Does the hon. Gentleman therefore feel that there is a greater role for the police to play? If the legislation is in place and there is an opportunity to prosecute, should the police do more?
It is always difficult to say whether the police should do more, and part of the problem is the complexities of the gaps in legislation which I have just identified. That has to be the starting place for the House to consider seriously whether a Bill should be introduced to close the loopholes that people have been able to wriggle out of.
There have recently been two prosecutions for racially motivated tweets. One was sent to the former footballer Stan Collymore and the other was sent in the wake of the collapse on the pitch of Fabrice Muamba. Both were vile comments, but the sanctions imposed by judges were met with condemnation from certain sections of the public and disdain from others for being too lenient.
We must work harder to raise the issue of trolling so that people know unequivocally that they should not say something online that they would not say face to face. The case of Natasha MacBryde, which was mentioned earlier, is perhaps the most high-profile case of trolling, because an 18-week prison sentence was handed out to Sean Duffy, who admitted that he was hooked on the sick craze. That is far and away the severest sentence that a court has handed out to date.
Many months before the release of the Hillsborough independent panel report, I spoke to Facebook about a page that had been set up on its site called “96 Wasn’t Enough”. It informed me that the content of the page and/or postings on the site did not constitute a breach of its community standards, and that there was no need to remove the page because there was not an implied or explicit threat. I add that I do not condone trolling by anyone. Alan Davies received some horrendous abuse over his ill-judged comments about Hillsborough, and I was quick to condemn hate messages aimed towards him and his family. I think it is better to educate than to abuse.
Trolling is not about normal social discourse, or even about disagreeing vehemently with someone who has a contrary opinion. The test should be quite simple: would someone be happy to put their name to what they have said under a false identity? We are not talking about cases of whistleblowing, in which it would be understandable to anonymise a person’s details. If the answer to that question is that someone would not be happy to be identified, we have to ask why. Why would somebody need to hide their identity under such circumstances?
Having listened carefully to what Facebook had to say when I met it, I have developed a better understanding of what it determines to be acceptable. Although I may disagree with the grey areas within the boundaries that social media sites impose, I understand that they are as much about the sharing of information as they are about people getting a better understanding of local, national, regional and international cultures, events in history and universally famous tragedies. However, I have severe reservations about the ability of social media sites to understand fully the gross offence caused by certain types of message, especially to families and friends of deceased victims. Surely common sense must prevail. All too often, the benefit of the doubt falls in favour of the rights of the troll over those of their innocent target.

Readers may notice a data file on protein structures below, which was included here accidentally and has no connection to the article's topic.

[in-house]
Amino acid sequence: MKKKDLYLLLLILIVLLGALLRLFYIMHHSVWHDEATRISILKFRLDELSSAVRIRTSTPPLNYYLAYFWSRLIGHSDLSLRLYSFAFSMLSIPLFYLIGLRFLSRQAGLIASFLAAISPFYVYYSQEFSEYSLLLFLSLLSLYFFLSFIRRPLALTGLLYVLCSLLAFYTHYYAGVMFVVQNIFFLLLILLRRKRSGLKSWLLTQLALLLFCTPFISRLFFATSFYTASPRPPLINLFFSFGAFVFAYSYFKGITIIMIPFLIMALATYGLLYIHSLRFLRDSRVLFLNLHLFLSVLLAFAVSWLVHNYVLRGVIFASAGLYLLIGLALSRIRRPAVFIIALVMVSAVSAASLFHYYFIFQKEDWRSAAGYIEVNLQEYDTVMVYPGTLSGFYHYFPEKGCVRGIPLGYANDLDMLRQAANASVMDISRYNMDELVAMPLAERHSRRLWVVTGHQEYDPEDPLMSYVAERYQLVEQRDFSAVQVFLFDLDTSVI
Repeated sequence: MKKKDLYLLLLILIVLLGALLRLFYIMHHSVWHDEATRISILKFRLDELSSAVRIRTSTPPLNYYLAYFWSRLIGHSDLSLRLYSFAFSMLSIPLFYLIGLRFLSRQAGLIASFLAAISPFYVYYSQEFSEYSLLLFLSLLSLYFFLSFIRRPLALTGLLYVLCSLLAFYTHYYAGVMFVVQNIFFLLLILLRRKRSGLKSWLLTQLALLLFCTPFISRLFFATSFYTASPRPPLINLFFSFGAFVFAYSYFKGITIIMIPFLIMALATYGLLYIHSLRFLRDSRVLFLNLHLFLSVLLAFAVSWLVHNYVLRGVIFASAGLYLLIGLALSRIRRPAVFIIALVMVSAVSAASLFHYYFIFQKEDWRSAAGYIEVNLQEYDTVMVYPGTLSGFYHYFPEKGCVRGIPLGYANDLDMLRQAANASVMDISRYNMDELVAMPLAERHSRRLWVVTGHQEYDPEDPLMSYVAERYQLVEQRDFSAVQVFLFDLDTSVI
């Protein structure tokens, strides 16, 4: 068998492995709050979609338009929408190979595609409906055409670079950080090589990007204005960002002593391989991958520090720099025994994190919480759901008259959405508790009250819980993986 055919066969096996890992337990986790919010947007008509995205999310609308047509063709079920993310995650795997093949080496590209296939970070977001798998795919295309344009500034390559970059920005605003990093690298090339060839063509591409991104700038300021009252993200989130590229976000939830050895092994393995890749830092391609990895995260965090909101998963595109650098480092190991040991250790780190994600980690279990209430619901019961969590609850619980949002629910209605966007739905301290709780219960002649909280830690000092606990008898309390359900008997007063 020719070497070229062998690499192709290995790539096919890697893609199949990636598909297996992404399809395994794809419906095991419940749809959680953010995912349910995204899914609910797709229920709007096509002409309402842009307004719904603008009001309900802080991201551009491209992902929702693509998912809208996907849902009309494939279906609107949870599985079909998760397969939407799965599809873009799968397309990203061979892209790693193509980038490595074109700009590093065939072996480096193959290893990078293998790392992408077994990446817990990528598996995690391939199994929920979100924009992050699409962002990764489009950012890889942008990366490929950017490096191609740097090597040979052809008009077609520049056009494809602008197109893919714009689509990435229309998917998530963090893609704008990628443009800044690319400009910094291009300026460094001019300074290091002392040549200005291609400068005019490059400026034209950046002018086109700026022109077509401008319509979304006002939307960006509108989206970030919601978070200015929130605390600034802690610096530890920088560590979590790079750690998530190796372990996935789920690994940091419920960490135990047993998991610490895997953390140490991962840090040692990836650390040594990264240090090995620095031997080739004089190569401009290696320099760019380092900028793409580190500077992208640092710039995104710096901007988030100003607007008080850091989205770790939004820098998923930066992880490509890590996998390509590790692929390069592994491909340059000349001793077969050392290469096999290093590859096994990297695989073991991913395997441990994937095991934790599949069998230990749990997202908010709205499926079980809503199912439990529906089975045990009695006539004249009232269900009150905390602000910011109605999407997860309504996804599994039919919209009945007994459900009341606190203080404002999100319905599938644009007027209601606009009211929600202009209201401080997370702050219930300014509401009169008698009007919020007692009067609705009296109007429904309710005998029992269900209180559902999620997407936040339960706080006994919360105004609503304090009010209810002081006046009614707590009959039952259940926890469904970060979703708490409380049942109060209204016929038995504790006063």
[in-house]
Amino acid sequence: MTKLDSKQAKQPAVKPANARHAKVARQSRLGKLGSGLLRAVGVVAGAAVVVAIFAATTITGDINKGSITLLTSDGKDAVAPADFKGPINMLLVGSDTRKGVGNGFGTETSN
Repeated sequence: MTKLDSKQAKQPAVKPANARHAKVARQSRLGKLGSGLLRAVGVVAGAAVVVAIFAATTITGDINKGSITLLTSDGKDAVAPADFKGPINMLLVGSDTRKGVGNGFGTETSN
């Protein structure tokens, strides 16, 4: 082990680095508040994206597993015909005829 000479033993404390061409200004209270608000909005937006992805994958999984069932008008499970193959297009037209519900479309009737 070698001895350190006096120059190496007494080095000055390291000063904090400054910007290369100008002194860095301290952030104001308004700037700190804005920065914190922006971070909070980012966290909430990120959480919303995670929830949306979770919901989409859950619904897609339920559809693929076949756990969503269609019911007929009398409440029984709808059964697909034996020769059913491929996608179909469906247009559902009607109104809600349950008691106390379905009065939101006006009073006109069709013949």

Trolling is not about disagreeing with another person’s perspective. It is not about telling somebody straight what they think about them, or that they think that the other person is wrong. Trolling is not even about arguing with somebody online about sensitive issues. It is about setting out, intentionally and deliberately, to cause gross offence to another, or to say something menacing.
I reiterate that I hope that tonight’s debate is just the beginning. I am keen to hear others’ views and to learn new things about trolling. Will the Minister therefore answer the following questions? Do the Government fully appreciate the escalating problem of trolling? What monitoring of activity are they undertaking? Are the
Government satisfied with the prosecution rate of trolls, or does the Minister believe, like me, that the number of trolling cases far outweighs that of convictions? Has the Minister met the police and/or the CPS recently to discuss the obstacles to prosecuting trolls? What time frame have the Government scheduled to look at ways in which to address the problem? Could an amendment to legislation be made in this Parliament, if the Minister believes that to be appropriate? What discussions has he had with social media sites about the need to strengthen the community standards that govern best practice on them? Does he agree that they could and should do far more to aid the police with prosecuting trolls?
I believe that the law of the land needs to be constantly updated to reflect social and technological advancements. However, I also appreciate that, in the case of trolling, concerted effort by Parliament to change online culture may well prove to be just as important as an amendment to existing legislation.
I congratulate Steve Rotheram not only on giving us the opportunity to debate this important subject—and he made his speech with great force and evident sincerity—but on his ongoing campaigning on the subject. I am happy, as a Home Office Minister, to indicate a willingness to engage with him on how we can try to address many of the serious concerns that he raised.
We all benefit from the internet, and the Government are keen to promote the positives of that technology for both economic growth and social value. At the same time, we all have a responsibility to help prevent crime, and to take appropriate action to protect ourselves and others in cyberspace.